Collaboration may have a limited time frame and may not succeed. Everyone (including you) operates with two motivations: making the collaboration successful as well as selflessly enhancing their company’s resume to help get the next gig.

Examples of collaboration among distributors include using equipment franchisee opportunities; following customers to Mexico or China; working with distributors in other verticals to present “one face” to the end-user; and using eBay and Amazon as supplemental sales channels.

However, there are many examples of what we are not seeing and should be. 

Related: Want to Grow? Stop Being Complacent

Our industry has many distributors who have developed extremely profitable end-user value-add offerings, as well as best-in-class cutting edge operating models. These may include vending or vendor managed inventory programs, mobile power generation, contractor trailers and catalog and web marketing programs, to name just a few.

These competencies lend themselves readily to collaborative efforts with other distributors outside your market area. There are proprietary skills, products or services that could be made available to other companies in a franchise or collaborative growth arrangement.

And yet these and other equally worthy potential money-makers and service offering extenders are conspicuous by their absence in the distribution universe.

If you are still having difficulty in getting your arms around this potential tool, think about the business model that has given all of us great joy, passion, inspiration, ideas and entertainment: films, books, TV, music – the entertainment business. The industry is based on collaboration. A project may involve several companies, and while each of those companies may not own the project, per se, they have to collaborate for everyone to succeed.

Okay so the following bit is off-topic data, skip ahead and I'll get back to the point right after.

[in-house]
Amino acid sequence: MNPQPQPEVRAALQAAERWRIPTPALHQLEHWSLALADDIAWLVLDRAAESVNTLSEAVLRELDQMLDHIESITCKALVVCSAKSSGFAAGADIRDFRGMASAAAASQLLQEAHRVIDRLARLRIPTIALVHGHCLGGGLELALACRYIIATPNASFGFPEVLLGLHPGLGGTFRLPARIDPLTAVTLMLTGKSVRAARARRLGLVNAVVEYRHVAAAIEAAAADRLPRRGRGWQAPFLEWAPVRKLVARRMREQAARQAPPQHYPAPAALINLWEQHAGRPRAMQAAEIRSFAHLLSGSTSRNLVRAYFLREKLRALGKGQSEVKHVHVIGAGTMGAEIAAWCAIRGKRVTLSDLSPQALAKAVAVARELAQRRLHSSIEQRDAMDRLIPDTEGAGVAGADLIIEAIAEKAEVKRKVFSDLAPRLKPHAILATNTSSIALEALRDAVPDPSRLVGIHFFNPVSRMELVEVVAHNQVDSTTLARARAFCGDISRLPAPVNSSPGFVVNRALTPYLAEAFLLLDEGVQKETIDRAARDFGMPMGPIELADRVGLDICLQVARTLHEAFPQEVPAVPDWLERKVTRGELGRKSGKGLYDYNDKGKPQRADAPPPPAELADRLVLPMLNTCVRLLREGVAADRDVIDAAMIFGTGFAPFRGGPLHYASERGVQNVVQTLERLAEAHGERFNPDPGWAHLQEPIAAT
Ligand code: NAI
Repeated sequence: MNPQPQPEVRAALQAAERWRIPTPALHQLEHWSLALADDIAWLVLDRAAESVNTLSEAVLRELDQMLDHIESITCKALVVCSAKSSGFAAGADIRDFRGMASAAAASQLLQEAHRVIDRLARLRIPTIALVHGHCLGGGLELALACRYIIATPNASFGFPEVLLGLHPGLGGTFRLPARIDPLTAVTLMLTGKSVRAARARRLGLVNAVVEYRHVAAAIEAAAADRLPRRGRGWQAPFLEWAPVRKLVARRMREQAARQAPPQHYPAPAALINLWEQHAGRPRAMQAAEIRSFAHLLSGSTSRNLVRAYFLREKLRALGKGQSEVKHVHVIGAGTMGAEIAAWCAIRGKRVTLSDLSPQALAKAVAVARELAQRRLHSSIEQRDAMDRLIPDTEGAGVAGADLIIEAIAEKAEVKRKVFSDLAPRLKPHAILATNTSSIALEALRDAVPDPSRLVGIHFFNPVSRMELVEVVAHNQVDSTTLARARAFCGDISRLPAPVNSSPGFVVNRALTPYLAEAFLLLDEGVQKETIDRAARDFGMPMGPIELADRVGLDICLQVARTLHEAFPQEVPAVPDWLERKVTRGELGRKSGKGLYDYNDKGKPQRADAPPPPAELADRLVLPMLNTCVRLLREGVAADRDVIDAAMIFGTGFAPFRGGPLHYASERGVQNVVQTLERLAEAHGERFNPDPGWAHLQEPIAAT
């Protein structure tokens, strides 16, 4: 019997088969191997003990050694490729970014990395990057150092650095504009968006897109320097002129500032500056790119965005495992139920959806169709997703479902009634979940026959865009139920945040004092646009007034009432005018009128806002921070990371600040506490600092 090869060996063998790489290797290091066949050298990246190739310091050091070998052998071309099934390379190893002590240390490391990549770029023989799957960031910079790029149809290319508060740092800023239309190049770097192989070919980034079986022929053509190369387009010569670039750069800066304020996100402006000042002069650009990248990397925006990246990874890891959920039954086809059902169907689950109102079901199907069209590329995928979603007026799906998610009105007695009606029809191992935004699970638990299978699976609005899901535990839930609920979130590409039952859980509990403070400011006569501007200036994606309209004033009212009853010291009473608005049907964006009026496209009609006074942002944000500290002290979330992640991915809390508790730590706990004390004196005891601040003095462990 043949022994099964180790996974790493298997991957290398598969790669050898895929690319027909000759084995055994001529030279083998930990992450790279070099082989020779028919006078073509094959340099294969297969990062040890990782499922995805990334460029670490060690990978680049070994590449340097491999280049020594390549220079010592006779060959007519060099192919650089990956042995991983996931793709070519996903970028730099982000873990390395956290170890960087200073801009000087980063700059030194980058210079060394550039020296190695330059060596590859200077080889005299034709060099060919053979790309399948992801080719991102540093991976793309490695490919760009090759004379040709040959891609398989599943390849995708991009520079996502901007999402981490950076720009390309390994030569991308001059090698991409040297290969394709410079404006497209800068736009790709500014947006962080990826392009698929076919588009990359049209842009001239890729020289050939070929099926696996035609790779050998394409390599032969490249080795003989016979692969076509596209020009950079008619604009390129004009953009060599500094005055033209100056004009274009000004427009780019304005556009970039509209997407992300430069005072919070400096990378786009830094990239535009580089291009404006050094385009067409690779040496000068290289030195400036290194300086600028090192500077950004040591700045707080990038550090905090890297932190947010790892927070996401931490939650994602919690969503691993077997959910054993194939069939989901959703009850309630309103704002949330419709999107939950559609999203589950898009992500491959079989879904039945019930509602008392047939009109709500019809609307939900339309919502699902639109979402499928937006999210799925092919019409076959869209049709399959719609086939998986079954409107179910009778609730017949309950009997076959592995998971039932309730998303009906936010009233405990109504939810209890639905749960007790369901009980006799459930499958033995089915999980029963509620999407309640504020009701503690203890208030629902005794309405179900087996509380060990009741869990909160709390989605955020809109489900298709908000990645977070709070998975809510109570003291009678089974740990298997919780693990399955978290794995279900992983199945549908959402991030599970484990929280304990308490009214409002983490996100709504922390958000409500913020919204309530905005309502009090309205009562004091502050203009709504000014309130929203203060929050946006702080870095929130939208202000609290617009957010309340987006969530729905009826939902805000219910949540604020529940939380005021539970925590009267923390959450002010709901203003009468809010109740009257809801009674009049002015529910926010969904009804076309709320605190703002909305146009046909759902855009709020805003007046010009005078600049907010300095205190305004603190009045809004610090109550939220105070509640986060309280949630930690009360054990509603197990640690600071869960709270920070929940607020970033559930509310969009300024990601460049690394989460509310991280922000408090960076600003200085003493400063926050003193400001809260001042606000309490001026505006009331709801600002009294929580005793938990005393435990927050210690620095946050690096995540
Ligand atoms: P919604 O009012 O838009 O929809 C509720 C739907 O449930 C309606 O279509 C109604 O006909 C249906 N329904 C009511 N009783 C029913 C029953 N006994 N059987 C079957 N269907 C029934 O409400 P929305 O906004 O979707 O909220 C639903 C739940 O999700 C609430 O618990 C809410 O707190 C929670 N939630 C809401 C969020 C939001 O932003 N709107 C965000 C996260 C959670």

They know there are no guarantees, but they work together to produce a result that is better than any one person could produce. Each collaborator has a chance to make additional money that otherwise would be unavailable on their own.

I don’t know about you, but on these pages MSC, Fastenal, Grainger, Ferguson, HD Supply, Motion Industries, Wesco and Sonepar are often featured doing the latest and greatest, and what they are doing is interesting and important, but they are not the only game in town. The industry’s pool of talent, experience and execution is deeper than just those companies.

How can you use collaboration to differentiate and add value to your company, and your current and future markets?

Get more on collaboration in a series of case studies in The Shifting Competitive Landscape article series.

Stuart Mechlin is a partner with Real Results Marketing. After 18 years in the wholesale distribution industry, including the role of senior vice president of Affiliated Distributors’ Industrial Supply Division, Mechlin is actively engaged in working with distributors, suppliers and technology companies on growth, marketing and profitability strategy/tactics. He is a member of several wholesale distribution company boards of directors. He has worked in such varied management roles as sales, finance, international J-Vs, purchasing and distribution for several public and privately held best-practice companies. Mechlin is also a member of MDM's Editorial Advisory Board. Contact him at stuart@realresultsmarketing.com or connect at www.linkedin.com/in/stuartmechlin.